On April 12th, Yale’s Chief Investment Officer David Swensen announced the school’s decision to partially divest its endowment from fossil fuels. Swensen cited not ethical reasons, but financial prudence, as the top motivator behind the decision. Yale’s divestment came after Swensen asked their investment managers to consider the potential risks that investments in coal and oil pose to their endowment. One of the firm’s founders said they agreed climate change and carbon pricing were “unknowable risks and fossil fuel producers with significant carbon footprints were declining businesses, a profile the firm preferred to avoid.” Yale’s divestment is only the latest example of college and university endowments divesting in exactly the way Swarthmore’s Board of Managers claims is impossible.
Yale’s decision to withdraw $10 million of their remaining investments in the fossil fuel industry came after months of conversation with Yale’s external investment managers about the risks of continuing to invest in coal and oil. Swensen noted that “a few managers held positions we felt were inconsistent with our principles. Thermal coal miners and oil sands producers are two of the obvious industries that would suffer if regulation imposed the social cost of the carbon emissions on producers.” Two of Yale’s external managers maintained investments in industries incompatible with Yale’s principles, but Swensen prompted both managers to sell their holdings in oil and coal.
Yale saw a 11.5 percent return on their endowment in fiscal year 2015. Yale’s endowment is highly regarded as one of the best performing college endowments in the country. That Yale’s Chief Investment Officer has ruled divesting from fossil fuels financially prudent should not be taken lightly by Swarthmore, and makes clear that there is a strong financial case for divestment on financial grounds as well as moral political ones.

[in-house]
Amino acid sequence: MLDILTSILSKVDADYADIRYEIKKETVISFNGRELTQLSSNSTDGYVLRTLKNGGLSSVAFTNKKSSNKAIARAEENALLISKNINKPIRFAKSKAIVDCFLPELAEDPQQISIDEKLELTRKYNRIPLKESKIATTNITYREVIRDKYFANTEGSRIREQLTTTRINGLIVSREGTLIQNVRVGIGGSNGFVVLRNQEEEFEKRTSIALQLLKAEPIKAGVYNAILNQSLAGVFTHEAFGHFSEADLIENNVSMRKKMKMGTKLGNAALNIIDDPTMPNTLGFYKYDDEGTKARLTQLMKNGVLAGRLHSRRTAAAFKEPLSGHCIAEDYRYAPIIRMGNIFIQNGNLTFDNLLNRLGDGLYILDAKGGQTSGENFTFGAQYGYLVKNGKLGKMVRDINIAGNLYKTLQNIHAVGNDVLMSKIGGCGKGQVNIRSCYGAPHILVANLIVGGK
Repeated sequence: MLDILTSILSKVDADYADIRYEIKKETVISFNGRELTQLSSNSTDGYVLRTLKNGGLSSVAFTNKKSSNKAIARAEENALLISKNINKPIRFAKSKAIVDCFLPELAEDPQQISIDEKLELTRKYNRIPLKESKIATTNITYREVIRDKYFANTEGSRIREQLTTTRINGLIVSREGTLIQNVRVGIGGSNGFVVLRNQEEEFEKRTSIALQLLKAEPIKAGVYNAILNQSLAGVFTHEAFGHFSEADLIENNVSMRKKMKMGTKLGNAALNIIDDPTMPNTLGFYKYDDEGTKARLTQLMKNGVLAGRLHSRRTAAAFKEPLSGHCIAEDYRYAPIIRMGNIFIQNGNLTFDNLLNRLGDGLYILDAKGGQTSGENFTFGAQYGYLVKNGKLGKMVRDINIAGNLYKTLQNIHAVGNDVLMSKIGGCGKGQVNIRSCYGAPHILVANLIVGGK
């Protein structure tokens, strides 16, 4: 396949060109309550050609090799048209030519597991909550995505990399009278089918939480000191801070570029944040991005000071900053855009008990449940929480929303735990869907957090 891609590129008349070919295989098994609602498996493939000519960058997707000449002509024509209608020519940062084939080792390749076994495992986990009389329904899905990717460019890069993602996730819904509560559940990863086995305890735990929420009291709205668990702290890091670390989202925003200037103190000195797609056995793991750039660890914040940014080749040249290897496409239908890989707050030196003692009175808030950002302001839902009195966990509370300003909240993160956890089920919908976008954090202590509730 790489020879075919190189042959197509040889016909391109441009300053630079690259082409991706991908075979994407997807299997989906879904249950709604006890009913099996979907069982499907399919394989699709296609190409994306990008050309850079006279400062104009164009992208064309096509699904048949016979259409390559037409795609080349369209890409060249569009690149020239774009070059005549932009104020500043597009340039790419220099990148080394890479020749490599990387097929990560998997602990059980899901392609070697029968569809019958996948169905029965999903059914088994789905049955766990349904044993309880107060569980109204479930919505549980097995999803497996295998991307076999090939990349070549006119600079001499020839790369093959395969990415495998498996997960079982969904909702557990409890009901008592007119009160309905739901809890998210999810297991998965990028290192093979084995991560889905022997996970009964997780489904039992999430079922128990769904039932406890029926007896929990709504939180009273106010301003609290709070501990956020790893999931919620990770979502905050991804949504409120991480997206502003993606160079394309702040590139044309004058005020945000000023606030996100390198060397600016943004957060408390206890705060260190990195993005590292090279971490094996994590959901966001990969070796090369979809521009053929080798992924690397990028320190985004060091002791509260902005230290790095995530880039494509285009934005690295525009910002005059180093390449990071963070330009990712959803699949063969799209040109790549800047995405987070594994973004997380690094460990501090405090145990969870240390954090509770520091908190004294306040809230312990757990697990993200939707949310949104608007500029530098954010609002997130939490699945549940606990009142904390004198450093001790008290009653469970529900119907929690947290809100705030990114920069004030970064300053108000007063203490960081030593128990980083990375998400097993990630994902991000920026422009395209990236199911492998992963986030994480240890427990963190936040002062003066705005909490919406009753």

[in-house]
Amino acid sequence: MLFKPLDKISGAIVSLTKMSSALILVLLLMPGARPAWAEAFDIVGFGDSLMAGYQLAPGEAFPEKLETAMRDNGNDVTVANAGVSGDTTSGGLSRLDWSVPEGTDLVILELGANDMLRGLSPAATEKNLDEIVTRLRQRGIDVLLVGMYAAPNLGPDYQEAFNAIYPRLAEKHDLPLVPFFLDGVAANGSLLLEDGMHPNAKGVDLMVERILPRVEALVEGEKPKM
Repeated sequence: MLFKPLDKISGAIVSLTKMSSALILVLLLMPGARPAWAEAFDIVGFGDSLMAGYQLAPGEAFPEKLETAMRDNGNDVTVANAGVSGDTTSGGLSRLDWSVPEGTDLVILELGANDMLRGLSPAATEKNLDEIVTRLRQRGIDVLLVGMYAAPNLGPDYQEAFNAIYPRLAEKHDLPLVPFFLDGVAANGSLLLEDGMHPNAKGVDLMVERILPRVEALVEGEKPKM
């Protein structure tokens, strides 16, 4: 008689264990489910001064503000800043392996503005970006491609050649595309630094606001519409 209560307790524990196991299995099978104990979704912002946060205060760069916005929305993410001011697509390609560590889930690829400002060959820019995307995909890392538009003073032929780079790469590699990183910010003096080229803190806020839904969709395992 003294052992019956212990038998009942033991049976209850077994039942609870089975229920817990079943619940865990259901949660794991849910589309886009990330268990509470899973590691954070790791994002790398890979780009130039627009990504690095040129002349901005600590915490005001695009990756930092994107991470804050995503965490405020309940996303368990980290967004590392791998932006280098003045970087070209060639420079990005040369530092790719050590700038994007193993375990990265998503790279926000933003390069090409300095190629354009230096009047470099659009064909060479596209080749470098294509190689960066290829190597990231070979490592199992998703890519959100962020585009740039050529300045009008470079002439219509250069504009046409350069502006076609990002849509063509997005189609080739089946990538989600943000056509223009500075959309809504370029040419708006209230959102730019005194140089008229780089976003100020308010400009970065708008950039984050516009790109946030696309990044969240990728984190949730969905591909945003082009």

Swensen said that Yale’s endowment currently maintains only minor exposure to the oil and coal industries. But as the Yale case exemplifies, divestment is a process, not a leap that is taken overnight. Swarthmore could easily start taking small steps like asking our managers to move investments away from risky fossil fuels and identifying managers with funds in line with our financial and moral principles. This could begin the process of eliminating the financial risk posed by fossil fuel investments and taking the crucial step of revoking our support from an industry that is incompatible with a sustainable future.
This month, a slew of divestment victories means Swarthmore stands increasingly alone in refusing the call to divest. This past Monday, the University of Ottawa also joined the ranks of institutions committing to divest from fossil fuels. On April 12th and 13th, a total of 43 students were arrested for sitting in for divestment at University of Massachusetts at Amherst and Harvard, prompting UMass President Marty Meehan to state, “I want to make UMass the first public university in the country to divest our direct holdings from all fossil fuel companies.” On April 15th, one year after students were arrested for taking nonviolent direct action for divestment, the University of Mary Washington passed a motion to maintain a portfolio that is 98% divested from the largest 200 fossil fuel companies. Students have since begun sit-ins and taken direct action at Columbia, Vassar, NYU, Northern Arizona University, University of Montana, and James Madison University.